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Queering the Archive: An Announcement of a New Initiative

We are excited to announce the work on our new Queering the Archive initiative. This initiative aims to increase representation of LGBT+ records within our collections. 

Queering the Archive will hope to investigate the gaps in our collections and cataloging to improve LGBT+ representation with aims for further development and active archiving in the future. The initiative is a part of our 70th Anniversary plans and will be included in a series of events over the rest of the year. The initiative will allow us to go forward in improving marginalised and underrepresented voices and material. 

 

An image of progress pride. It Includes the rainbow flag design, with arrows to the left of the trans flag and representation of people of colour in pride and the community.

Progress Pride Flag


There are unfortunately little accounts of LGBT+ histories and recordings in the School of Scottish Studies Archives. 
In particular, there is little representation on queer folklore, folk narratives, or songs in a wider historical and archival setting. LGBT+ histories are sometimes ‘hidden’ histories, either through historical context on discussion of LGBT+ identity and topics, lack of archiving or archival interest, or a lack of appropriate and inclusive search-terms and cataloging that reflects queer identities.

 

Queering the Archive will begin with an intervention and discussion workshop.

 

The workshop will provide a starting point to actively work with the community to discuss our collections, representation, as well as crowd-source search-terms for improvement of cataloging developed by and for the LGBT+ community. 

Workshops will allow participants to engage with our records and active intervention through crowd-sourcing and discussion. It is our aim to work with the community, skill-share, and offer meaningful collaboration and discussion as much as possible throughout the initiative. It will introduce you to our collections, queer theory, and investigations into our LGBT+ and related records.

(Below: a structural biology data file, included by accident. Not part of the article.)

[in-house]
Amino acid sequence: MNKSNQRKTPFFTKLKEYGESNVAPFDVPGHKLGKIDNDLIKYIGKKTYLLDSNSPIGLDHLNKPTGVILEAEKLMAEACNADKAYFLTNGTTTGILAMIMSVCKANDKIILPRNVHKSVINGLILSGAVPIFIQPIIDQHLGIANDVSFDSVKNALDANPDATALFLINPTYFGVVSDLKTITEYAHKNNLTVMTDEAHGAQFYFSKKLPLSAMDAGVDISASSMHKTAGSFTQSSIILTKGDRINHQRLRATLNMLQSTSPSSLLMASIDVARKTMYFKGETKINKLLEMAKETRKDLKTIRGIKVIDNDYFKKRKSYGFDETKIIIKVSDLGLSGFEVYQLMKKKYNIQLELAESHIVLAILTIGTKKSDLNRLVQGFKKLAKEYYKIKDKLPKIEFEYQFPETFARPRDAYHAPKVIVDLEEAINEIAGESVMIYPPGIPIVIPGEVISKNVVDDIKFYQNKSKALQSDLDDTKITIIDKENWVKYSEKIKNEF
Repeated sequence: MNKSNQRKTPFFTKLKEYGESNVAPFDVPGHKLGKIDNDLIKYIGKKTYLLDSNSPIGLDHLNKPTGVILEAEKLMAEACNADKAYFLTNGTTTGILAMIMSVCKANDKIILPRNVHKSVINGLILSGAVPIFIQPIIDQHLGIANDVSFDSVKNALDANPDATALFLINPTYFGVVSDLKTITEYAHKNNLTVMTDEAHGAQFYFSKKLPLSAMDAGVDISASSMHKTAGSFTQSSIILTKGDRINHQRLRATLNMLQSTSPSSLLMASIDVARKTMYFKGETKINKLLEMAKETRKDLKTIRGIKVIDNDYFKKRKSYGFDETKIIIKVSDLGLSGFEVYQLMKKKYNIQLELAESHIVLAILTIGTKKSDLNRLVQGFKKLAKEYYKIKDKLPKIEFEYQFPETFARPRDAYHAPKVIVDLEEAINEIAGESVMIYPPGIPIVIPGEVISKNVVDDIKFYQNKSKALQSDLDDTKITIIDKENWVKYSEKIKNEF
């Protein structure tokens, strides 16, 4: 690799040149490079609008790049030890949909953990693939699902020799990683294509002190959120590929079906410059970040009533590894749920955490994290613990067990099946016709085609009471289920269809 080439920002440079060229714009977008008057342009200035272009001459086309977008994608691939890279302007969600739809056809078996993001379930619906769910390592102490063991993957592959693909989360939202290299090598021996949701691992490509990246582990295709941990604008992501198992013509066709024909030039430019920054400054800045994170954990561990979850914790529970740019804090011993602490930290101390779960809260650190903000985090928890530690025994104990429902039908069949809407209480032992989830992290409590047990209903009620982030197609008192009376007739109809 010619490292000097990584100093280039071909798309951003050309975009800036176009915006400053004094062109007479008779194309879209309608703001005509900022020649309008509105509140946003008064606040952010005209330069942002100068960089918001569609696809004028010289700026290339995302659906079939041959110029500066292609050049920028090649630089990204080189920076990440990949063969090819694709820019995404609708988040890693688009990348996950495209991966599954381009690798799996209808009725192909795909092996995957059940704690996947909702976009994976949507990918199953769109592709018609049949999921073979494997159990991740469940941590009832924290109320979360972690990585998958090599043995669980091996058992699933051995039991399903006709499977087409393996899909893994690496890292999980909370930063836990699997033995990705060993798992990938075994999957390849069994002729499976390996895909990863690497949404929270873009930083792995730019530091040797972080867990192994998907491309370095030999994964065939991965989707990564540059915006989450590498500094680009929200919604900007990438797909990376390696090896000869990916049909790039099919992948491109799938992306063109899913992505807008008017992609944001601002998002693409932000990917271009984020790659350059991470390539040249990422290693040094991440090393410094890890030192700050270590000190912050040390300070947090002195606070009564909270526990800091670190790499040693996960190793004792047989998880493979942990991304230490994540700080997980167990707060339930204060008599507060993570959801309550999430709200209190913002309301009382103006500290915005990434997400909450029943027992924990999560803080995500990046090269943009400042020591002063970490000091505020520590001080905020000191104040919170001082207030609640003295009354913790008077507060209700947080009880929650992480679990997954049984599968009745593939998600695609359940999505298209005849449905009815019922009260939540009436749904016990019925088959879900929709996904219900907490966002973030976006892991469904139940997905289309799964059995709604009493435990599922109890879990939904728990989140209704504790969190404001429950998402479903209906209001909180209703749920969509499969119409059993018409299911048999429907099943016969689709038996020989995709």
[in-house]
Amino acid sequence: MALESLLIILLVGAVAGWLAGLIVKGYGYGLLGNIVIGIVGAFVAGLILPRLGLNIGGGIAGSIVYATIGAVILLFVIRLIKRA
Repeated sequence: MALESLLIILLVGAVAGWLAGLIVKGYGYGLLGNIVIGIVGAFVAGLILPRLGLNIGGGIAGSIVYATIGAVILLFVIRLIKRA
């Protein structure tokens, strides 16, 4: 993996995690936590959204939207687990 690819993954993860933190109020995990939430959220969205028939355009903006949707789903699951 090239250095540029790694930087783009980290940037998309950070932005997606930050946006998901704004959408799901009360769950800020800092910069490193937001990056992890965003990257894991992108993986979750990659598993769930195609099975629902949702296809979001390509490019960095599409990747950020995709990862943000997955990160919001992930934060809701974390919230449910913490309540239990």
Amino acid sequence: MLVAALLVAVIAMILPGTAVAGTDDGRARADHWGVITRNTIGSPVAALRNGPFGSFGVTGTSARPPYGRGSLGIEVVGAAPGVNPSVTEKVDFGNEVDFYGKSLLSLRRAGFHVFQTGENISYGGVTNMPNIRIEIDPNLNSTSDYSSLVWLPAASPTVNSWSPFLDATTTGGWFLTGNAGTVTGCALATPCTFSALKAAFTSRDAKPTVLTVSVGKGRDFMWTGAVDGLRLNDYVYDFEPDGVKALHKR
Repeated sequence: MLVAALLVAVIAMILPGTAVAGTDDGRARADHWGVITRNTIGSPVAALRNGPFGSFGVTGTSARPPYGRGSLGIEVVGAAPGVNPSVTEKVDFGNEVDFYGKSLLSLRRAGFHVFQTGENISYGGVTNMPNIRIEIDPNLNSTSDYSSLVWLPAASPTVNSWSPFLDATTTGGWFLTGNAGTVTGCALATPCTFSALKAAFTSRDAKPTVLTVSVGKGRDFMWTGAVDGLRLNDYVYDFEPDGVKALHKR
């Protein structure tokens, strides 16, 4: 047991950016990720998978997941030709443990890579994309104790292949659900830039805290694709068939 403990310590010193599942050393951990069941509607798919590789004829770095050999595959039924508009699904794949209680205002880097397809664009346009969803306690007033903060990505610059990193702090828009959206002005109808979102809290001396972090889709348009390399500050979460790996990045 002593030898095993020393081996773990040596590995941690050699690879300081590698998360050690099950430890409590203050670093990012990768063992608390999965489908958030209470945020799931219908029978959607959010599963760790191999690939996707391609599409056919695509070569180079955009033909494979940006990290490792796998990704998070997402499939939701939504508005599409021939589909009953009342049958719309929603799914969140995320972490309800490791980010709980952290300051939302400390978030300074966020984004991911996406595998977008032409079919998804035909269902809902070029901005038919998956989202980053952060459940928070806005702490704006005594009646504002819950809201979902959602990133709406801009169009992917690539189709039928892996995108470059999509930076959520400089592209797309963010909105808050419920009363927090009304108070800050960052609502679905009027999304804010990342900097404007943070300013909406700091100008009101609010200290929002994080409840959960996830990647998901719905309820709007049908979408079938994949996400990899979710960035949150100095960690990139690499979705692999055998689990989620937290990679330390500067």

Workshops will be completely free and led remotely via Zoom, and will utilise other platforms.

Dates are to be announced. 

 

 

We will also be producing a series of blogs exploring the initiative and application of queer theory to our collections with further discussion. 

The next blog will explore queering the collections through the popular and infamous ‘cross-dressing’ ballads and exploring the queerness and issues of LGBT+ representation in the context of the selected ballads and traditions.

We will also be exploring the work ‘behind the scenes’ of Queering the Archive through our blogs and we will include other exciting material and updates!

 

 

If you are interested in taking part in the workshops, researching LGBT+ recordsusing our collections for your work, depositing your work and records, or working with us for Queering the Archive, please contact Elliot.Holmes@ed.ac.uk  

 

Written by Elliot Holmes. 

Elliot is one of the Archives and Library Assistants at the School of Scottish Studies Archives and uses He/They pronouns. You can also find him on twitter @elliotlholmes  

Follow @EU_SSSA on twitter for updates on the 70th Anniversary, Queering the Archive, and sharing our collections. 

#SSSA70 #QueeringSSSA

 

 

 

The term Queering has been used by many across the Gallery, Library, Archive, and Museum, (GLAM), sector with many launching queering initiatives to expand and represent LGBT+ histories. We will be using the term Queer as a catch-all term, and the term Queering in regards to application of queer theory and approaches. We will also be using the term LGBT+ throughout the initiative. 

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SSSA @ 70

 

In 2021 the School of Scottish Studies Archives celebrates our 70th Anniversary and we look forward to sharing exciting content, news and events with you this year.

We are also eager to hear from you, if you have any memories of The School of Scottish Studies, which you would like to share with us.

You can email us at scottish.studies.archives@ed.ac.uk and you can also find us on twitter: www.twitter.com/eu_SSSA.

We will be adding more to the blog soon, so please bookmark our URL or subscribe via email to receive new posts straight to your inbox.

 

For more information about The School of Scottish Studies collections, you can visit www.ed.ac.uk/is/sssa